It will likely take years, but General Magic and its partners want to create a
ubiquitous communications infrastructure
Reprinted from Byte, February 1994, pp. 22-23.
Today’s communications infrastructure is a chaotic mishmash of wired and wireless
networks that either aren’t interconnected or are linked via clumsy gateways. Business
users and consumers who could benefit from ubiquitous communications have trouble dealing
with all the different platforms, topologies, and protocols. Developers who could
provide solutions face formidable obstacles because there’s no unifying technology
to bridge the gaps. Although users can access a wealth of on-line information and
services, they must know where to look and be willing to master different user
interfaces, which tend to be rigidly text-based and command-line-oriented.
|No matter where you are in Magic Cap, you can call someone, send a message, or look up someone’s address.|
After four years in development, a suite of technologies designed to profoundly
alter this structure is coming to market. The technologies were developed by General
Magic (Mountain View, CA), a start-up company that counts Apple, AT&T, Matsushita,
Motorola, Philips, and Sony among its partners. The pieces include Telescript, a
communications-oriented programming language for creating distributed applications
and intelligent agents; Magic Cap, an object-oriented operating system designed for
PDAs (personal digital assistants); and a new GUI that’s a radical departure for
the Lisa-Macintosh-Windows model of the 1980s.
All these technologies will start appearing in the next few months, embedded in devices
from General Magic’s partners and licensees. At least two firms – Sony
and Motorola – plan to introduce their PDAs by midyear. Initially, they will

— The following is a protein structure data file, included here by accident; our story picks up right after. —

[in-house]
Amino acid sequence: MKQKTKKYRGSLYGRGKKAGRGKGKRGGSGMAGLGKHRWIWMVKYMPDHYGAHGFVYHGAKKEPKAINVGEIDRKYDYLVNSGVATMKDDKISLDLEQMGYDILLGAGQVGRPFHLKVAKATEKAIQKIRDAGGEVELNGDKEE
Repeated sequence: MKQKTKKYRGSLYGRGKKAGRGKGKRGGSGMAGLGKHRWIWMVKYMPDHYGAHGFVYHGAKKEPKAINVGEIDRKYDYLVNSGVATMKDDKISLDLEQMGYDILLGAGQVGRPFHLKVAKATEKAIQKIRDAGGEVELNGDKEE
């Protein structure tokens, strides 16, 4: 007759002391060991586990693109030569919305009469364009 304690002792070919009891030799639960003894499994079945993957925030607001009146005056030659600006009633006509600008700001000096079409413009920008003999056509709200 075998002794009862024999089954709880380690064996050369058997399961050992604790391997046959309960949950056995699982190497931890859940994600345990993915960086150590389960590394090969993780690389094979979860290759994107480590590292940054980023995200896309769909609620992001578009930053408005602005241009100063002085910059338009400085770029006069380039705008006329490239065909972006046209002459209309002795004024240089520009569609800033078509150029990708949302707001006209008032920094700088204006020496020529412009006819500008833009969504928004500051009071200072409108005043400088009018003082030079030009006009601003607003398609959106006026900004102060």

be based on Motorola’s 68349 “Dragon” microprocessors, and Magic Cap
is being ported to other chips, including Intel 80x86 and the PowerPC.
These new PDAs probably won’t rely as heavily on handwriting recognition
as Appple MessagePad and Tandy/Casio’s Zoomer. Instead, the be more
communications-oriented, with integral wireless and cellular-phone capabilities.
|Magic Cap may resemble a cartoon, but it’s simple enough for casual users and is a radical departure from today’s GUIs.|
Telescript, a communications-oriented programming language comparable to C or Pascal,
will let developers create network-independent intelligent agents and distributed
applications. Some of these applications, in turn, may be tools that let ordinary
users create intelligent agents without programming. What PostScript did for
cross-platform, device-independent documents, Telescript aims to do for
cross-platform, network-independent messaging. General Magic hopes Telescript will
become lingua franca for communications.
Because Telescript is a portable language that executes atop a run-time
interpreter, applications can run without recompilation on any supported platform
or network, not just Magic Cap. Equally important, Telescript shields programmers from
many of the underlying complexities of network protocols and directory services,
just as the Windows API and Mac Toolbox shield programmers from the complexities
of window management, graphics, and device I/O. General Magic is widely licensing
Telescript to vendors for many different purposes.
For example, AT&T is now using Telescript to build a new E-mail service that will